Watching live professional gaming sounded mind-numbing--until I tried it
Correction appended, June 30, 2014
In the most disastrous social and economic decision of my life, I decided in the 10th grade to stop being a nerd. I quit programming computers, going to laser tag, organizing Dungeons & Dragons campaigns, reading science fiction and playing video games. This is particularly painful now that I know there’s a video-game league in which full-time professional players compete in front of thousands of cheering fans. My mom used to yell at me for wasting time playing video games. I don’t know what she would have done if she’d caught me wasting time watching other people play video games.
To see what I missed by squandering my teen years getting drunk and having sex, I went to the Major League Gaming championship at the Anaheim Convention Center. I entered a hall packed with about 5,000 people, several of whom were women. Each of these mostly teen and 20-something fans had paid at least $50 per ticket, and many were wearing the jersey of their favorite team. I found myself wishing that 15 years ago, when people still read things, I had thought of charging people to watch me write.
I asked Mike Sepso, 42, who co-founded Major League Gaming in 2002, why I only recently found out that video games were a spectator sport, considering the fact that 18,000 spectators attended the weekend event, about 2 million watched it online, and Sepso is currently building a 15,000-seat stadium in China. Many of the players, and some of the attendees, make their living off YouTube channels or live streams where they show themselves playing games while they give commentary. Sweden’s PewDiePie, who just makes jokes while he plays games, has the most-subscribed-to channel on YouTube, and the Wall Street Journal estimated his ad income at $4 million a year. Imagine how much more he’d make if he changed his name to anything other than PewDiePie.
Sepso politely explained that I hadn’t known about this because I was nearing the end of the average human life span. “Zero of the people here have ever read a magazine,” he said. “They don’t own TVs. There’s a lot of things they do that you don’t know about.” I am guessing that none of those things involve moving their bodies.
The room looked like a UFC fight, with small blue spotlights rotating in the faces of announcers who did play-by-play onstage, getting makeup applied during breaks. The players sat behind soundproof glass so they couldn’t hear the announcers, but fans still chanted their names, so unfamiliar were they with how physical human interaction works. There were four video-game tournaments going on simultaneously, but the most people were packed into the seats watching Call of Duty. A dozen professional photographers pushed against the railing to take pictures of guys holding controllers. The Evil Geniuses, hated by the crowd for their cockiness, had been upset a few weeks earlier by OpTic Gaming at the X Games, where its players got the same medals as skateboarders and mountain bikers. It must be weird to be the world’s best skateboarder and have it be considered the same level of accomplishment as the person who is the best skateboard-video-game player.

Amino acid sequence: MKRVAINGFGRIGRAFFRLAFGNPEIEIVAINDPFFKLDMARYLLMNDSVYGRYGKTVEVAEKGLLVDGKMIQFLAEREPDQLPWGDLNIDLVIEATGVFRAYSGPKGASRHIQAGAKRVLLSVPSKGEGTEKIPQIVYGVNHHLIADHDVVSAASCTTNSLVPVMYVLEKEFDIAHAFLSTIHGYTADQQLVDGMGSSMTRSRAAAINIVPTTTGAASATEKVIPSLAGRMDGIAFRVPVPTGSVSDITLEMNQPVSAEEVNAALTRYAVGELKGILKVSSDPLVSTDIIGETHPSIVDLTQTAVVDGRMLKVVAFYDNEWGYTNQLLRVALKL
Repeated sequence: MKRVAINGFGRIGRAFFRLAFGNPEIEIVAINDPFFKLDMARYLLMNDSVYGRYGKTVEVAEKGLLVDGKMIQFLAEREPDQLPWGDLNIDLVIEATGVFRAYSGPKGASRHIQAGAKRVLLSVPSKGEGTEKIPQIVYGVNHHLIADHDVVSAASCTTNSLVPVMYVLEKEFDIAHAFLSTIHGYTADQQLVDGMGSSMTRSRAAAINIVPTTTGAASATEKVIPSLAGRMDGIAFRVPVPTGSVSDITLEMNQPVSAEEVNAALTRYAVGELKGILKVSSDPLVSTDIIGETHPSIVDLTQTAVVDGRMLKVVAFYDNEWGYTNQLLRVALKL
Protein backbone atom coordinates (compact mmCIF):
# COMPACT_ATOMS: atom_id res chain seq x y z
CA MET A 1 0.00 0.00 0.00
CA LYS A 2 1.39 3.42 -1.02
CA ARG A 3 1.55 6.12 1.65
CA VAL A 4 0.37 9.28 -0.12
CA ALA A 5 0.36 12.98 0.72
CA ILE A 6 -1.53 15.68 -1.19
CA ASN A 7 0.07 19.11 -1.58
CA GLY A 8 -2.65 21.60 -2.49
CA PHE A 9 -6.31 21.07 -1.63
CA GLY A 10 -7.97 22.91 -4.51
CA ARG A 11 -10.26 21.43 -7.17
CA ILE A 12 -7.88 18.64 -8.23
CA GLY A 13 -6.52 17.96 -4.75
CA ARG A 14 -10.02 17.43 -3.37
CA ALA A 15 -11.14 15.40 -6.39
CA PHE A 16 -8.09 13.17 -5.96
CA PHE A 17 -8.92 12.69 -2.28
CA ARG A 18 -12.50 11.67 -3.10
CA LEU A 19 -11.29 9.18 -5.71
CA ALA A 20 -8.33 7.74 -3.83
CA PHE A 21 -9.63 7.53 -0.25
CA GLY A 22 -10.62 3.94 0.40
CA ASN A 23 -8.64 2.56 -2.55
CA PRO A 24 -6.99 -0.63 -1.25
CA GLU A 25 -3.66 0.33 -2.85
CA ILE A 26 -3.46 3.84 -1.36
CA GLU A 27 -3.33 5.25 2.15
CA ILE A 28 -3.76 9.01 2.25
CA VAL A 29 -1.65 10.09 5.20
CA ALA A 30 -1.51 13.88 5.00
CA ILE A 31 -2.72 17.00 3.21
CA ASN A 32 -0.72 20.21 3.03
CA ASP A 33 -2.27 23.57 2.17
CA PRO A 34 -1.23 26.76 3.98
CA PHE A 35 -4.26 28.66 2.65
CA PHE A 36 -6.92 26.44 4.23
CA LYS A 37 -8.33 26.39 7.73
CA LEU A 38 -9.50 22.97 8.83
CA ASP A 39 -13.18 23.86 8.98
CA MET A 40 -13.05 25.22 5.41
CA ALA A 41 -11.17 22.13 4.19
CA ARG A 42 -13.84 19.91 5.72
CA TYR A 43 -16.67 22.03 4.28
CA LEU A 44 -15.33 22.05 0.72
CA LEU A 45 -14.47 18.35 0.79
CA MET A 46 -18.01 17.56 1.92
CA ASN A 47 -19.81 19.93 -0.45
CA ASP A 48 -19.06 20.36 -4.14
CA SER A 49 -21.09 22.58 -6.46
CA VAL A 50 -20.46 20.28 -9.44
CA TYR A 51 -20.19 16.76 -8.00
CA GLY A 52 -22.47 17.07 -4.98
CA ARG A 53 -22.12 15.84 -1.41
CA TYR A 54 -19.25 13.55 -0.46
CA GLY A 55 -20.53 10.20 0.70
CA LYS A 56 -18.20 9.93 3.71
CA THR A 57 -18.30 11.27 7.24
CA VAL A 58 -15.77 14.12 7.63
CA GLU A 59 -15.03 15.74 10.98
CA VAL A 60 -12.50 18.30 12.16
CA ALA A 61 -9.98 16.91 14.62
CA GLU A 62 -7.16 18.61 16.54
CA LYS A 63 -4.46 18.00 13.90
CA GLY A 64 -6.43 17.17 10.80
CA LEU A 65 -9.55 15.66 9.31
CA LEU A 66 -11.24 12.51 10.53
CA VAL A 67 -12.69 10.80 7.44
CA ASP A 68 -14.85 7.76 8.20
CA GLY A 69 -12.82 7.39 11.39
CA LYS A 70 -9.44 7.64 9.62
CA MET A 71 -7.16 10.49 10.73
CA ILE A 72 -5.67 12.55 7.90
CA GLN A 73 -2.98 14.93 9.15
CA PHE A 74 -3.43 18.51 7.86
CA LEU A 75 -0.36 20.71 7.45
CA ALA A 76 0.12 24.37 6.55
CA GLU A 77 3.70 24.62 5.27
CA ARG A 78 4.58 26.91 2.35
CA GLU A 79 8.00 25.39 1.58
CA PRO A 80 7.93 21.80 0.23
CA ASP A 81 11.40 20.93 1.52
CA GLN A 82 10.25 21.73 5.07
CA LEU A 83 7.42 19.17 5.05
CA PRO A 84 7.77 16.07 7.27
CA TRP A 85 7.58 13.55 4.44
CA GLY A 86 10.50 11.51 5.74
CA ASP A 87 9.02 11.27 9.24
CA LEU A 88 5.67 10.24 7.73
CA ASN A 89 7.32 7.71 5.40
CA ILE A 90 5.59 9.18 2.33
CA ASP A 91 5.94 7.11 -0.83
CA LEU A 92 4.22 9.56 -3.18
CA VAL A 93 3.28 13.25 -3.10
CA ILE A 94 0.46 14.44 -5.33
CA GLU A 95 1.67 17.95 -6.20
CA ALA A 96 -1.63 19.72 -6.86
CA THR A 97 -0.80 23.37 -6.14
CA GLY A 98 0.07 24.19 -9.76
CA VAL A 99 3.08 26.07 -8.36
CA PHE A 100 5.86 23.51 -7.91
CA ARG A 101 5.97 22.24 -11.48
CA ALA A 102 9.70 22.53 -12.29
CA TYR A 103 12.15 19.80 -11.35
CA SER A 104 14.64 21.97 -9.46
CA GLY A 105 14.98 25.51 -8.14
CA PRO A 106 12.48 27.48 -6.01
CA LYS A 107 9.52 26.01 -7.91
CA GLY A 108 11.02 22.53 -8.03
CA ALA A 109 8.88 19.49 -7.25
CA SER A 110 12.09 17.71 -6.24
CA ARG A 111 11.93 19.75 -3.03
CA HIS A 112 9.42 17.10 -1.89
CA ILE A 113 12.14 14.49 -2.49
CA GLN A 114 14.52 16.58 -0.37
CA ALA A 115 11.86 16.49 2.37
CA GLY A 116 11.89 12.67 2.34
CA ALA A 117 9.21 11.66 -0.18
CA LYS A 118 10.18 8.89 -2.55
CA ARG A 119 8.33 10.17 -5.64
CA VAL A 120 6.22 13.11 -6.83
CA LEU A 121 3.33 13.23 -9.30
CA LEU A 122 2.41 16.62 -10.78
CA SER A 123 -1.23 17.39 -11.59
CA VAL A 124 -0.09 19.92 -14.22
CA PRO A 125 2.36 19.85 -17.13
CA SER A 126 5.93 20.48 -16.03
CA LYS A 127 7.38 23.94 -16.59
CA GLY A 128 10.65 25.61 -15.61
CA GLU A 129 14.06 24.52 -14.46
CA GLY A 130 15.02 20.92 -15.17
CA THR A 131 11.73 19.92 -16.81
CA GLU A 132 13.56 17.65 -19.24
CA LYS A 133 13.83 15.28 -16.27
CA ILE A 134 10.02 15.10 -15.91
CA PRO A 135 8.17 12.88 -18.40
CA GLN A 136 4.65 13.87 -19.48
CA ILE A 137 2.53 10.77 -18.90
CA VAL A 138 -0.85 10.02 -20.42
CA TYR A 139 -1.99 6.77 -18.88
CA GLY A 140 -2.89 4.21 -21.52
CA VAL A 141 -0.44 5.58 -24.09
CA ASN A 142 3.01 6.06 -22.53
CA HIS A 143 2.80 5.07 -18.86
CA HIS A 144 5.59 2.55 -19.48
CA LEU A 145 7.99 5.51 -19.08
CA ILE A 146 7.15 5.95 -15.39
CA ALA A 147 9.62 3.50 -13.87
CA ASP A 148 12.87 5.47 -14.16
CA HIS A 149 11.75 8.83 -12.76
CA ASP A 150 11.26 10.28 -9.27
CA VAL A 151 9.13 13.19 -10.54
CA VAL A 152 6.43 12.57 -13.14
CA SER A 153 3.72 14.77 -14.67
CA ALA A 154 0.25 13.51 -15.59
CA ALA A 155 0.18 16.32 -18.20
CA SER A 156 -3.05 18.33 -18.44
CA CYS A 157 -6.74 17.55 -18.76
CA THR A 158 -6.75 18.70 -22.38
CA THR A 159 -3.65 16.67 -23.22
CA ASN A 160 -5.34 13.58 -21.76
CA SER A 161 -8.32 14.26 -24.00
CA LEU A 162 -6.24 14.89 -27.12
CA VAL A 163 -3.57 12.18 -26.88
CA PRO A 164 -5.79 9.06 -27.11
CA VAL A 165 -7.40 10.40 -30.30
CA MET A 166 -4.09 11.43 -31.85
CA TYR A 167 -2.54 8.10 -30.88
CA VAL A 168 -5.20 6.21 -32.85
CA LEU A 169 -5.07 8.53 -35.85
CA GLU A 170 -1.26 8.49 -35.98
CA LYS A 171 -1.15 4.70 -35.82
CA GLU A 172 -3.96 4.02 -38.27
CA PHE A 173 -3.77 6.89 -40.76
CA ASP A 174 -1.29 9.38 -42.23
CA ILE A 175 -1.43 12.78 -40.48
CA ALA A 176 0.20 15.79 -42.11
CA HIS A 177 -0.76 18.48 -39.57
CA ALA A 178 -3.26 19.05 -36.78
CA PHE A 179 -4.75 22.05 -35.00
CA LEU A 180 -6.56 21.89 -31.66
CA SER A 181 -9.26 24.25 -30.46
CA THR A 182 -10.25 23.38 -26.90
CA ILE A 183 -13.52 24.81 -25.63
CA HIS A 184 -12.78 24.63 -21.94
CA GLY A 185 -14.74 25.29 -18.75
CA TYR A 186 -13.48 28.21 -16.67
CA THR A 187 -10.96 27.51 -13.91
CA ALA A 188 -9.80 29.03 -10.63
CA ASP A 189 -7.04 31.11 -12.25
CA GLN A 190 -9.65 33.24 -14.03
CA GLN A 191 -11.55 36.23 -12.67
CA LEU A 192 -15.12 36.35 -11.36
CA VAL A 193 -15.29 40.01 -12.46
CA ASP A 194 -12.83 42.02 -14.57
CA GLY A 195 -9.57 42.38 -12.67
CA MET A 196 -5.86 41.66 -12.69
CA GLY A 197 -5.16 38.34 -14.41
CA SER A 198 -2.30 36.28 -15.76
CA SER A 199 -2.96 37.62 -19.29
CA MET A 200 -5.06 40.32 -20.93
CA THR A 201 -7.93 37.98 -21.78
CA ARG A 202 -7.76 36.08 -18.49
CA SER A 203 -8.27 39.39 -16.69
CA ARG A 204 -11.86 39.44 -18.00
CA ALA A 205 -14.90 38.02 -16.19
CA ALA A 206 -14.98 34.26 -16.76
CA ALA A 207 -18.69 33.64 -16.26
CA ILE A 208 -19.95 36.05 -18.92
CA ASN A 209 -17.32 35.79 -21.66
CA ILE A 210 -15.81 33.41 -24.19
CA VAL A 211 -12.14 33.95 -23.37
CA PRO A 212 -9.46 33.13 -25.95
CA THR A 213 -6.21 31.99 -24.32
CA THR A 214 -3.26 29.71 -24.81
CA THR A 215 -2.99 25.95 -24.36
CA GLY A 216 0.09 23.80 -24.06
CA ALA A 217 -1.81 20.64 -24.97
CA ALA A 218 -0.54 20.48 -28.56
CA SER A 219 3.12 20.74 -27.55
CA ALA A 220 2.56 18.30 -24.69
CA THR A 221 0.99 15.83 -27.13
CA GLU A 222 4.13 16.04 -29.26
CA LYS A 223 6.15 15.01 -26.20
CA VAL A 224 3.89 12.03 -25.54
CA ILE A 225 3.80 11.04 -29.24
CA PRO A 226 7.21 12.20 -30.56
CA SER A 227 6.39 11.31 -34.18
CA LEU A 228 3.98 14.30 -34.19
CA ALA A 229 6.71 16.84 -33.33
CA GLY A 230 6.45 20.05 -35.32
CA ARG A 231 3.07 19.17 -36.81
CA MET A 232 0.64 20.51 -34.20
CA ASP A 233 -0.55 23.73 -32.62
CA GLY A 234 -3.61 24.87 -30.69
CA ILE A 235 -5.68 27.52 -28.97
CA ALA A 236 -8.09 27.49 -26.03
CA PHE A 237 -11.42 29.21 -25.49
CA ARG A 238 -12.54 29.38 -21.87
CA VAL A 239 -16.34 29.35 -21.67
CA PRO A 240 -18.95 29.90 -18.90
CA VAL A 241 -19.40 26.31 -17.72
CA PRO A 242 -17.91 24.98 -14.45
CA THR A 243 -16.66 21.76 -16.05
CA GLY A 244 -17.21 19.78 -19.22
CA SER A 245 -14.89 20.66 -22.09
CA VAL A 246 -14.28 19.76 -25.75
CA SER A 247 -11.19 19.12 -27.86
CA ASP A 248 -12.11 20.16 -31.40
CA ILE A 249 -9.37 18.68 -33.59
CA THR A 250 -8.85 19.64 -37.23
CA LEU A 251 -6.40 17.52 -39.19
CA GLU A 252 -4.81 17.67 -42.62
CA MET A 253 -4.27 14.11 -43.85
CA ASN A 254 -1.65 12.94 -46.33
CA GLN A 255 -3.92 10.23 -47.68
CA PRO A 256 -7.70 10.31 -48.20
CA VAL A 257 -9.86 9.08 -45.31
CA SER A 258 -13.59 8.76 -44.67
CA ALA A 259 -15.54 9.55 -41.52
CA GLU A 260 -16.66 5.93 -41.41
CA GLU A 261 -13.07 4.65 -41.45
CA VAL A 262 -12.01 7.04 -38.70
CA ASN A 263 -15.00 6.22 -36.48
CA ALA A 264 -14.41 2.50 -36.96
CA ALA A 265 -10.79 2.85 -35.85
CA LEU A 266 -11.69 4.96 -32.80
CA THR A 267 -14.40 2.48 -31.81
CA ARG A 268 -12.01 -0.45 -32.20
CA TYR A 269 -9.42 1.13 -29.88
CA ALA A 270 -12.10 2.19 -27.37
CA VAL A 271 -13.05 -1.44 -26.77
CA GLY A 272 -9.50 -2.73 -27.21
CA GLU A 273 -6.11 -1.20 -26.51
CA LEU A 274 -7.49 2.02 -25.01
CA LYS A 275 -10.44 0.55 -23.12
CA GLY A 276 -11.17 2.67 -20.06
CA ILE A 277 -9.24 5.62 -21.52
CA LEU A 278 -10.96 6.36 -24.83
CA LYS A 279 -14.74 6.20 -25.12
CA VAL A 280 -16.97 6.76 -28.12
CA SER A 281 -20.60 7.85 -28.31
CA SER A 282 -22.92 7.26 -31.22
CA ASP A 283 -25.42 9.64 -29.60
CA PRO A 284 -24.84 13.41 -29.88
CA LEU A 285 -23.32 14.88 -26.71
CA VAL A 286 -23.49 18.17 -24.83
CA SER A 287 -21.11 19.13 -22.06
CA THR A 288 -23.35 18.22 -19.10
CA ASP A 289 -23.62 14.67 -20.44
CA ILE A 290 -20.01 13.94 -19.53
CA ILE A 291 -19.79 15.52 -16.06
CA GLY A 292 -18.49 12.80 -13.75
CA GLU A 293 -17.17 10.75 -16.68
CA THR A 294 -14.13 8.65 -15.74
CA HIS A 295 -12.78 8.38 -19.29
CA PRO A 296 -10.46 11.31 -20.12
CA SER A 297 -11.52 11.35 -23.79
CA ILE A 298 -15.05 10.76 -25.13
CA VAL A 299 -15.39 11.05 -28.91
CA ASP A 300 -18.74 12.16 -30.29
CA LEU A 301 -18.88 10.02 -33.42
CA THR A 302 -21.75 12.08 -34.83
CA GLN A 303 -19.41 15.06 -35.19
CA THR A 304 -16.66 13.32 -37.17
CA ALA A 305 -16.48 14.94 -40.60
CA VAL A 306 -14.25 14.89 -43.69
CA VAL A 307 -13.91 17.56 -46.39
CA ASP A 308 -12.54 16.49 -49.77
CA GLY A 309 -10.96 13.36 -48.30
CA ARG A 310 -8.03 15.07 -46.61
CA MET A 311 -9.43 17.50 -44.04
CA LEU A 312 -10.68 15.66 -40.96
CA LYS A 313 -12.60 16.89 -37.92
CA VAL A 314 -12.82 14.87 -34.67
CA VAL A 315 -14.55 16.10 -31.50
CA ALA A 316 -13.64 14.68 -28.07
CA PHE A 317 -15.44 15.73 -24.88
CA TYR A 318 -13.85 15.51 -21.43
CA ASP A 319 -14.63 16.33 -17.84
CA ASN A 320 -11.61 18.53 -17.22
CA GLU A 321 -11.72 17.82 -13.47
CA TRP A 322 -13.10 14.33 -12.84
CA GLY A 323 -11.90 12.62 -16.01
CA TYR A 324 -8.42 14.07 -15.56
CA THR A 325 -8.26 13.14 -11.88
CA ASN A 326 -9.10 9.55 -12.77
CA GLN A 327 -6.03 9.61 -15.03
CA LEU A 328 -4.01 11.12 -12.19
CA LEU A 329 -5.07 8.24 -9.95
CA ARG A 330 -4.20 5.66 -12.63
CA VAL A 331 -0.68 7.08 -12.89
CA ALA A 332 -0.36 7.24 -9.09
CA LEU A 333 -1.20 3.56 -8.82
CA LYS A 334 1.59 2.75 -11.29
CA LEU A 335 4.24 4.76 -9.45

Scump, one of the OpTic Gaming players, was being cheered on by his mom Kristen Abner, who told me that when her son quit baseball and football at 14 to devote himself to Call of Duty, she took him to a doctor to see if he was depressed. By the time he graduated from high school and told her he was skipping college to go pro, she understood. “He had a great opportunity with OpTic Gaming he couldn’t pass up,” she explained. Scump’s father had played professional baseball, so I asked her which sport was more boring to sit through. “Oh, baseball,” she said immediately. “This is exciting.”
It kind of was. One of the commentators sat next to me to explain what was going on, which was various versions of “They’re shooting each other.” Still, even though I was just staring at the barrel of a gun for an hour, I found myself rooting for the Evil Geniuses and their smile-free professionalism. And I remembered that, back in middle school when I spent a lot of time in arcades, people would sometimes gather around the Ms. Pac-Man machine when I was playing. I suppose there are lots of things people pay to watch others do that don’t seem entertaining: eat large quantities of hot dogs, read aloud, yell at fellow Real Housewives.
Eventually, the Evil Geniuses prevailed, winning $25,000. As I left, I stopped a group of fans and asked them if all the kids in their high school were into this. “I’d say 1 out of 30 kids would know gaming,” said Matthew Wells, 14, who seemed to totally know what Time magazine is. Kids haven’t changed; it’s just that now each group can have its own world, with micro-celebrities, micro-economies and micro-gatherings. I just hope someone builds one quickly for humor columnists.
Correction: The original version of this story misspelled Mike Sepso’s last name.
This appears in the July 07, 2014 issue of TIME.